While I didn't take nutrition past the 2nd year, this doesn't ring true for me.

If Cyborg was still actively posting I'd put my scientist's hat on and say "Can you cite a source for this?" (as it sounds a lot politer that shouting "I call bullshit on this!"). Since he isn't here, I'll instead ask an open question; "Has anyone else heard this guideine before, and if so where?"
I know some people whose diets require them to take in 1300k cal per day. Since thats the same amount of energy as a small child would consume, I can only suggest that Cyborgs musing is tripe. Although I stand ready to be corrected should any of our medical contingent be willing to prove me otherwise.

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Re: Survival Rules

Post by smiffy » Wed Jul 15, 2009 11:53 pm

Well I'm glad someone agrees with me at this early stage.

My Professor of Nutrition gleefully told us that we'd lean more about the subject in two undergraduate semesters than most medics would until they hit their registrar years *if, and ONLY IF* they then specialised as Clinical Dieticians! (FWIW, his wife was the director of Dietetics at So'ton General, such is the joys of studying alongside a medical faculty).

I think that the 'guideline' might be based on a misunderstanding of protein/carbohydrate balance. If your catabolysing body proteins and body fats, the muscles & organs will run on the resulting "ketone bodies" (at the expense of losing weight and physiological condition), but the brain depends on glucose from sugars & starches. Ray "Chubby" Mears spoke in his North American trek of the need for at least a little carbs when one is running off 'bodily supplies' and game, as it 'makes the brain feel better'. This was the episode where he was pounding a starchy seed on a flat rock with his knife handle as the seed-case resisted human digestion.
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Re: Survival Rules

Post by Skydiver » Thu Jul 16, 2009 2:32 am

An old friend of mine was once on a weight loss diet for a not insignificant period of time prescribed by the doctor with the input of a nutritionist. I believe her calorie intake was reduced to 1000 calories.

In the USA doctors sometimes prescribe Very Low Calorie Diets (VLCD's) during which the patient stays in a clinic for monitoring these diets can be as low as 200 calories(!) but are usually nearer to 800. In the UK the lower limit is 450 calories.

However there are of course side effects:
Temporary side effects of VLCD use include hair loss, fatigue, constipation, oedema and changes in menses. However, more serious adverse effects have included the development of cardiac arrhythmias and gallstones and the exacerbation of gout and osteoporosis.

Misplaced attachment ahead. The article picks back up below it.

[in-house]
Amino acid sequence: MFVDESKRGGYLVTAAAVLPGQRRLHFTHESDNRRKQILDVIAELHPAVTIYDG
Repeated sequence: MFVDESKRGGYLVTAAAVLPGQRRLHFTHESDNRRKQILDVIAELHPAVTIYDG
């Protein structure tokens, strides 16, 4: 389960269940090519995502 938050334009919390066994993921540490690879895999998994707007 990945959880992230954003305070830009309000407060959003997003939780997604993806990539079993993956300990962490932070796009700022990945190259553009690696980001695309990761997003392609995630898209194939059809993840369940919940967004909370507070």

Source: http://journals.cambridge.org/download. ... 6d4cb1ef35" onclick="window.open(this.href);return false;

On the other side of the coin, those promoting these VLCD's state :
A VLCD also is likely improve your health right from the start.
Source: http://www.lighterlife.com/weight-loss_ ... /vlcd.aspx" onclick="window.open(this.href);return false;

And that one is available without being under the supervision of a doctor and ... unbelievably... they offer this diet to anyone who is more than just one stone overweight!!
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Re: Survival Rules

Post by K9medic » Thu Jul 16, 2009 3:25 am

I have seen the very similar statement to this (will need to dig some books out to find a reference for you). If I remember correctly in a “survival situation” such as plane crash in the wild woods, Unless you can gather more than 1300 calories per day don’t go out hunting as you will burn more calories than you can gather.

Think of it as money in the bank, you need to put money in before you can draw it out. If you’re burning more calories gathering food than your gaining then you’re shortening your window of survival.

This of course only works in a survival situation where the rescue services are looking for you.
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Re: Survival Rules

Post by Skydiver » Thu Jul 16, 2009 1:03 pm

that makes more sense - 1300 calories would be easy to use up while actively foraging and hunting. So if the food is there and you don't have to do anything besides eat then it's probably ok to eat less than that - though starving for a day or so before eating would help you lay down better reserves from the food you have than eating what you can as soon as you can and starving afterwards.